Thursday, January 20, 2005

P2P theology

I am assuming that the point of this blog is to seek to process our work together, not just Q/A after a spoken presentation, but by interaction as the work is formed. In seeking this aim, here is some "processing."

My topic is P2P theology; colloborative learning in community. First introduction here.

Grid blogging: is a fascinating example.
"Grid blogging aims to investigate the potentials of a distributed media production model spread across blogosphere nodes. It seeks to ignite attention on specific topics at set times through variegated voices. A kind of decentralised flash mobbing for the mind, if you like. Decentralisation is key here. Unlike single collaborative blogging structures that unite discussions under the same URL, Grid blogging is about synchronized guerrilla publishing attacks carried out across a series of online locations. It respects and heightens the individual voice within a media-wise choir. It allows for idea-jamming and mosaics of diverse perspectives to emerge unfettered."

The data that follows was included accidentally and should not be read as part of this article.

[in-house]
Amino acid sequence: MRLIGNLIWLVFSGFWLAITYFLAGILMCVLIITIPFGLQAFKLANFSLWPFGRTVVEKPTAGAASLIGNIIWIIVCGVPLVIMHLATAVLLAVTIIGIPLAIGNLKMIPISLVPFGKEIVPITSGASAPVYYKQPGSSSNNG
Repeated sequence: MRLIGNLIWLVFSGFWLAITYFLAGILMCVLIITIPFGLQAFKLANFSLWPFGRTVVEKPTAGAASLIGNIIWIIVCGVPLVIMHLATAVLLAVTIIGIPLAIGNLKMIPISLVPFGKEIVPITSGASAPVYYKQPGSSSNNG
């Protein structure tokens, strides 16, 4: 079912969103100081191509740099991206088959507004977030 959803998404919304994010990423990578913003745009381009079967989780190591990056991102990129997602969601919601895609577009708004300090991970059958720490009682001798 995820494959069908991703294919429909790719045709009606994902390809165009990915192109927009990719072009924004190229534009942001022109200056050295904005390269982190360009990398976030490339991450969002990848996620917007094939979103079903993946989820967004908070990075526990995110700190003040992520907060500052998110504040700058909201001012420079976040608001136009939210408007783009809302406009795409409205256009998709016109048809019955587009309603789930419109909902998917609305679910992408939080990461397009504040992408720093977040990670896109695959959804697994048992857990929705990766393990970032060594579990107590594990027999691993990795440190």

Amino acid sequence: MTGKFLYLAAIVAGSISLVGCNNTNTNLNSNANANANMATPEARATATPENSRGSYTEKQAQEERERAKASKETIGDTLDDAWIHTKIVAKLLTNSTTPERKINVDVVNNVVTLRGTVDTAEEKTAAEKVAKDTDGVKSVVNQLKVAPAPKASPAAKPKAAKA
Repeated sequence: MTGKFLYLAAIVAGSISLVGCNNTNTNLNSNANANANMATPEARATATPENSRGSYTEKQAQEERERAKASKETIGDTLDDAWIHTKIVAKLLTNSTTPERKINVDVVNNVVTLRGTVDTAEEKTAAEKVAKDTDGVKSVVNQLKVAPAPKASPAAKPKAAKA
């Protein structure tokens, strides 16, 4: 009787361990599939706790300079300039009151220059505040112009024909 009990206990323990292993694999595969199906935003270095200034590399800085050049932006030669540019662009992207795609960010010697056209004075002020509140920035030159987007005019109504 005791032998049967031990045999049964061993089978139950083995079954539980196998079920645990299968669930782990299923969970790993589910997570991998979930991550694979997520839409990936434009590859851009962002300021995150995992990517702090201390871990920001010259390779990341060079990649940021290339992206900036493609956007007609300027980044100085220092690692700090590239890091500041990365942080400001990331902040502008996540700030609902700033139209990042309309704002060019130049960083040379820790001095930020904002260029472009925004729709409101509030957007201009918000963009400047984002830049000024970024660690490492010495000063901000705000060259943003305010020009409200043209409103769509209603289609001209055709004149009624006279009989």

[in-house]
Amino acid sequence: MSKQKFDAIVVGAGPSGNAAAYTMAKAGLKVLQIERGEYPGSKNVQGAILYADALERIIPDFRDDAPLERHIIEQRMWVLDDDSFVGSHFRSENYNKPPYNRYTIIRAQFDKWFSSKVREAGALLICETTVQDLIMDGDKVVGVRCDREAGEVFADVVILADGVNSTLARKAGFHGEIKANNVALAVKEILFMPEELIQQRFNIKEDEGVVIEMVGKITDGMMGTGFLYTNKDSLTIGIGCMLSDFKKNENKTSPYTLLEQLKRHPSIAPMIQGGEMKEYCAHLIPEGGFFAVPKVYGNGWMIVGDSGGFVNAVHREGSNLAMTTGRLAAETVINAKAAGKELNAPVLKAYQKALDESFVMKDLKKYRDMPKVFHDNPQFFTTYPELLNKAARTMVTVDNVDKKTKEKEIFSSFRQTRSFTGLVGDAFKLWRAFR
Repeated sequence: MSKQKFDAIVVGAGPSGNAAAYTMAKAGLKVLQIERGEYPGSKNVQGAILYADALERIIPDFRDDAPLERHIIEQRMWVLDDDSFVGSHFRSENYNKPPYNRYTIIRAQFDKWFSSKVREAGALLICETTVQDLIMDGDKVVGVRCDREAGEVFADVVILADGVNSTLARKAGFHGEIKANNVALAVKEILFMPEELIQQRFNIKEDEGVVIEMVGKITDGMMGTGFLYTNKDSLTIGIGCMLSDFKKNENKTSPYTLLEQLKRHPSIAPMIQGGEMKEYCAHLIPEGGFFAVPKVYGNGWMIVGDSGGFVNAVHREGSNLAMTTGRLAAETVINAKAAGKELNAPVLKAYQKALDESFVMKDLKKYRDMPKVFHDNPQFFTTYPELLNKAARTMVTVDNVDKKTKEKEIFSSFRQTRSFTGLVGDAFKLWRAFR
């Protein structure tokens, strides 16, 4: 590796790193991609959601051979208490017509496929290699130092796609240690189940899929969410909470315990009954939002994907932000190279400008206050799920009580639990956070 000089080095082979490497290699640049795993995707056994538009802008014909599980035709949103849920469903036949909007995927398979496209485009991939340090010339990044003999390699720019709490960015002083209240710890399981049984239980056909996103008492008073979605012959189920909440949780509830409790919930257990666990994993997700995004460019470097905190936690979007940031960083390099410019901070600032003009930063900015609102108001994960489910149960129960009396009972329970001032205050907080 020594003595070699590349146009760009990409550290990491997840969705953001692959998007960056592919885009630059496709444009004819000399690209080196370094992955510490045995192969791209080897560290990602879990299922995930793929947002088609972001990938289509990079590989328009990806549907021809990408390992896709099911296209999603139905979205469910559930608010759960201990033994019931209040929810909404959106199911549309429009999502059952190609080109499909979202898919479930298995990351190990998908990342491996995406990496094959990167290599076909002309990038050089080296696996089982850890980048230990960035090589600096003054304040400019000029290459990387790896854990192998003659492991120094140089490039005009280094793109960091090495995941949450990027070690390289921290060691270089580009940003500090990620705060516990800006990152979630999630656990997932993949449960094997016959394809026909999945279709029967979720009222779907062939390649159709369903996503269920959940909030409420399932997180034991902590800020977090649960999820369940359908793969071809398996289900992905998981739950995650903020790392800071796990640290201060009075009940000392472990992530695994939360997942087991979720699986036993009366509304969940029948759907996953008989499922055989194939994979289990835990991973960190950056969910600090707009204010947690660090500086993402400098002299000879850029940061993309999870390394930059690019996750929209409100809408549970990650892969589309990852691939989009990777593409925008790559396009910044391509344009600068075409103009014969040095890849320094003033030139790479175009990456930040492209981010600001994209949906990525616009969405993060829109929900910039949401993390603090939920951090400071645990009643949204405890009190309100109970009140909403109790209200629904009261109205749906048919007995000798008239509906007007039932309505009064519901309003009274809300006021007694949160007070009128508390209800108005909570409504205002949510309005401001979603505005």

December 1, the word brand was blogged on by 66 bloggers around the world. It was picked up in Brazil and Slovenia. It was used in communities of interest, 8 emergingchurch blogs, 5 in the coaching. It "drew attention to the multiple facets that make up any issue of substance in these complexity-ridden times." (Ashleyb)

On January 15, the word ritual was blogged around the world.

It seeded and mutated. Project 365 became a visual grid blog, a photo a day for a year. It became theological. It was used as a way of talking around "gospel." Advent grid blog invited contributions on each Sunday of advent, using the words "seek", "stretch", "source", "union" as metaphors (note to self: you, Steve Tayor, seeded this mutant. Is there any value in a piece of research that quotes your own work!).

Grid blogging works with contemporary communication. It is collobarative. It is distributed. It is open. Anyone can participate.

Grid blogging also works against the grain of contemporary communication. Grid blogging allows multiple perspectives on a single issue. It introduces complexity, working against the "headlining" or "RSS feeding" of issues. Grid blogging encourages planning. It works against the "instant" nature of blogging, the "oh, this is what I ate for breakfast," by inviting the person to plan their contribution.